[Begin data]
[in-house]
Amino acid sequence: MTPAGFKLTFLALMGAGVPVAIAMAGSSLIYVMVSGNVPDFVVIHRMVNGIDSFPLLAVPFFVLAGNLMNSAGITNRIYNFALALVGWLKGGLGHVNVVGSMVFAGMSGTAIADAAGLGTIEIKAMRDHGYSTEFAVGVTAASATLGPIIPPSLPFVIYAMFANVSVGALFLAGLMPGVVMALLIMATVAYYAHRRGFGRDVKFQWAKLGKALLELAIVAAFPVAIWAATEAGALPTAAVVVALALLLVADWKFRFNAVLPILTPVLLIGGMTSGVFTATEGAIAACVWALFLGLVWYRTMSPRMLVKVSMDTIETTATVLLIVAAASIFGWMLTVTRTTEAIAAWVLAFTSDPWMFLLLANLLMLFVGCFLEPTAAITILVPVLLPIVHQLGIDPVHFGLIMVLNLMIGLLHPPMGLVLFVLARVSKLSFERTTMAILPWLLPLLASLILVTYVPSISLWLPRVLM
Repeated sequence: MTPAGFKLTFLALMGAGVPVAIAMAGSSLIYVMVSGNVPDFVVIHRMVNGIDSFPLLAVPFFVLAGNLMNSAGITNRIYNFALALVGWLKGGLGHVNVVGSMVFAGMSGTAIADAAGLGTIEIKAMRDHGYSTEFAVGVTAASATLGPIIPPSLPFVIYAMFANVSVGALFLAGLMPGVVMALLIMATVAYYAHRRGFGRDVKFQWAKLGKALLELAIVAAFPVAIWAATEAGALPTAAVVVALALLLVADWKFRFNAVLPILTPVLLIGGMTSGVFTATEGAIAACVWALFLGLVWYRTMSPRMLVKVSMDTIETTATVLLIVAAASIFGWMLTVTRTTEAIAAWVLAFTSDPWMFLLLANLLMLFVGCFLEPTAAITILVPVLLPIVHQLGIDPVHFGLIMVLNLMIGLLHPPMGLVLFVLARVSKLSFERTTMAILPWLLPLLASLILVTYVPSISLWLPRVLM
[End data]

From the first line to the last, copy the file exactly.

[in-house]
Amino acid sequence: MTPAGFKLTFLALMGAGVPVAIAMAGSSLIYVMVSGNVPDFVVIHRMVNGIDSFPLLAVPFFVLAGNLMNSAGITNRIYNFALALVGWLKGGLGHVNVVGSMVFAGMSGTAIADAAGLGTIEIKAMRDHGYSTEFAVGVTAASATLGPIIPPSLPFVIYAMFANVSVGALFLAGLMPGVVMALLIMATVAYYAHRRGFGRDVKFQWAKLGKALLELAIVAAFPVAIWAATEAGALPTAAVVVALALLLVADWKFRFNAVLPILTPVLLIGGMTSGVFTATEGAIAACVWALFLGLVWYRTMSPRMLVKVSMDTIETTATVLLIVAAASIFGWMLTVTRTTEAIAAWVLAFTSDPWMFLLLANLLMLFVGCFLEPTAAITILVPVLLPIVHQLGIDPVHFGLIMVLNLMIGLLHPPMGLVLFVLARVSKLSFERTTMAILPWLLPLLASLILVTYVPSISLWLPRVLM
Repeated sequence: MTPAGFKLTFLALMGAGVPVAIAMAGSSLIYVMVSGNVPDFVVIHRMVNGIDSFPLLAVPFFVLAGNLMNSAGITNRIYNFALALVGWLKGGLGHVNVVGSMVFAGMSGTAIADAAGLGTIEIKAMRDHGYSTEFAVGVTAASATLGPIIPPSLPFVIYAMFANVSVGALFLAGLMPGVVMALLIMATVAYYAHRRGFGRDVKFQWAKLGKALLELAIVAAFPVAIWAATEAGALPTAAVVVALALLLVADWKFRFNAVLPILTPVLLIGGMTSGVFTATEGAIAACVWALFLGLVWYRTMSPRMLVKVSMDTIETTATVLLIVAAASIFGWMLTVTRTTEAIAAWVLAFTSDPWMFLLLANLLMLFVGCFLEPTAAITILVPVLLPIVHQLGIDPVHFGLIMVLNLMIGLLHPPMGLVLFVLARVSKLSFERTTMAILPWLLPLLASLILVTYVPSISLWLPRVLM